Antoine had been to France many times: it’s a short puddle-jump across the Mediterranean. He’d visited the United States once in 2015—but only the East Coast.

His first glimpse of California came last spring. By then, he was already carrying a full virtual course load at SMC with a general engineering pre-major.

On the Ground   

In Santa Monica, Antoine hit the ground cycling. His very first purchase was a bike. He pedals everywhere—even to the gym, where he goes mostly for spin classes. He also enjoys chess, hiking and listening to vintage French music.

In May, he became a peer mentor with the International Education Center, attending Tuesday open houses and Friday “mingles” that have him interacting—still via Zoom, for now—with students “from all over the world. We have people join us from Myanmar and Sweden. It’s insane,” he says.

Antoine is also active in the International Student Forum, where he’s currently club delegate and eyeing a run for the presidency. His wide social circle includes classmates, ISF friends and fellow IEC peer mentors. There’s also Southern California’s large Lebanese community.   

Fun fact: “We have more Lebanese people living abroad than in Lebanon,” Antoine says. “I discovered I have family in LA and in Houston. I’m always invited for Sunday lunch.”

When he isn’t working his 15 hours a week as a peer mentor, Antoine is usually studying. His 17-unit fall schedule consisted of Calculus 2, General Physics, General Chemistry 1,

English 2 and Communications 11 (public speaking).

All but one of those classes was in-person.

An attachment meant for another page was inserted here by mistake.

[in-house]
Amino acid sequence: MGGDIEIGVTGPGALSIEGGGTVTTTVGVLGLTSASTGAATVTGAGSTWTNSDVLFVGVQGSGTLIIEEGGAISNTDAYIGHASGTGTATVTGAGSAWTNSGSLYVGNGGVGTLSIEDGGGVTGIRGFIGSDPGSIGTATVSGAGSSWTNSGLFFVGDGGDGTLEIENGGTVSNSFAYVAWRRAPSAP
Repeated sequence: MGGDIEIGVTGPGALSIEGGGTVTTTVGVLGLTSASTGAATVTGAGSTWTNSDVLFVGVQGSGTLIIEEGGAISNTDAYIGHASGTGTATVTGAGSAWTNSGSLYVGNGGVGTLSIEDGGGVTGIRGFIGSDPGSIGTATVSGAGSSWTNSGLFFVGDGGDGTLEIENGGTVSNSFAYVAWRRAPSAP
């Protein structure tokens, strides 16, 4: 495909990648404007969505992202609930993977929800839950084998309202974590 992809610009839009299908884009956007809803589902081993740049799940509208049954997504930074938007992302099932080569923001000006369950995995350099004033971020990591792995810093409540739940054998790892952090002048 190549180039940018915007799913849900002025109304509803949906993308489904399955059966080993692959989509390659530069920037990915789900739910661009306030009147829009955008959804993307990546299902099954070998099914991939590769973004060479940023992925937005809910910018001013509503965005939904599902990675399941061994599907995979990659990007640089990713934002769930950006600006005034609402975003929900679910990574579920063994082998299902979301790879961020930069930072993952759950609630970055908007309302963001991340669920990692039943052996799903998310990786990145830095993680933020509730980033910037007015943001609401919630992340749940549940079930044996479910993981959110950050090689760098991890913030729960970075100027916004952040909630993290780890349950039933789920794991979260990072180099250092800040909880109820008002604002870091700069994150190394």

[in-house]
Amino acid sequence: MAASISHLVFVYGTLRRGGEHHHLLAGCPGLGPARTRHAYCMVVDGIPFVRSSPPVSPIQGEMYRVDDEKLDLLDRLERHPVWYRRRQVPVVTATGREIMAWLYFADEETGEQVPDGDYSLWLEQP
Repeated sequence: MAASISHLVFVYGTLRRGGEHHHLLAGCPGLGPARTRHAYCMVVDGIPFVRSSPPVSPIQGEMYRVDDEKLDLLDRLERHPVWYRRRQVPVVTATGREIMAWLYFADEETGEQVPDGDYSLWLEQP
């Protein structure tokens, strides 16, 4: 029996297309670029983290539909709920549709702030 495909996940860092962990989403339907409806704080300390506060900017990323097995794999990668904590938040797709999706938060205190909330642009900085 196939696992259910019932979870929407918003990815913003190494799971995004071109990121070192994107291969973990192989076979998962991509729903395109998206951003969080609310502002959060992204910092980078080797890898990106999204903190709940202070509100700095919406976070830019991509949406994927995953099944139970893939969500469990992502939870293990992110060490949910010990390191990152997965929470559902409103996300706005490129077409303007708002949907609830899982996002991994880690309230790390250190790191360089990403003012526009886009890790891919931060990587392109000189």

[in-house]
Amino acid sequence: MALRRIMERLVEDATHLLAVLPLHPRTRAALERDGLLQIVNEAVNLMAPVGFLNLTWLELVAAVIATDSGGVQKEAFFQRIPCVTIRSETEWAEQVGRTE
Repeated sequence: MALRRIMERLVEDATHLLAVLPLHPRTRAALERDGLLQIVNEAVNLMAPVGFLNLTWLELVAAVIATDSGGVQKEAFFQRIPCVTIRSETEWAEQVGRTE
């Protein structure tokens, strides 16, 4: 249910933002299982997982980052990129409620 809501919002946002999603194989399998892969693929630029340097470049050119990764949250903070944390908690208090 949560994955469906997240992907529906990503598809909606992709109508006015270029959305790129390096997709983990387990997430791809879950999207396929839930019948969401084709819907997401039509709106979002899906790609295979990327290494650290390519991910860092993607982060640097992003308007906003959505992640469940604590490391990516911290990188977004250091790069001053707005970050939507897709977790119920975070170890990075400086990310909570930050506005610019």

Antoine rhapsodizes over the delights of face-to-face learning.

“English class is magnificent!” he says. “We have group discussions with the professor as the facilitator. And I love doing math on-ground: the whole flow of it, having people next to you. The professor is right there. You can interact with him. It’s beautiful!”

The informal manners of SMC faculty surprised Antoine.

“I remember the first time I messaged my English professor. She answered me in an email with a smiley face. I was shocked. I mean, in Lebanon we don’t even have the professor’s email address,” he says.

Another thing that surprised him is LA weather. “It’s freezing,” he says, bundled in a puffy jacket inside his apartment on a sunny November day. Accustomed to Lebanon’s hot-humid summers and stay-inside winter culture, Antoine still can’t get his head around California’s year-round outdoor living scene.

On a Quantum Computing Quest

He’ll have to adjust, though, because he’s staying for a few more years at least. Antoine aims to transfer to UCLA or Cal Poly in 2023 as an electrical engineering major.

From there, it’s anyone’s guess where he’ll land. Graduate school is a definite possibility.

Antoine is intrigued by quantum computing. “From protein folding to breaking encryption, it’s going to shake things up,” he says, “and I want to be there, be part of it. I’m looking at which universities are going to have the best quantum computing program. Some are going in big.”

Just as in Beirut in 2020, Antoine intends to make himself indispensable.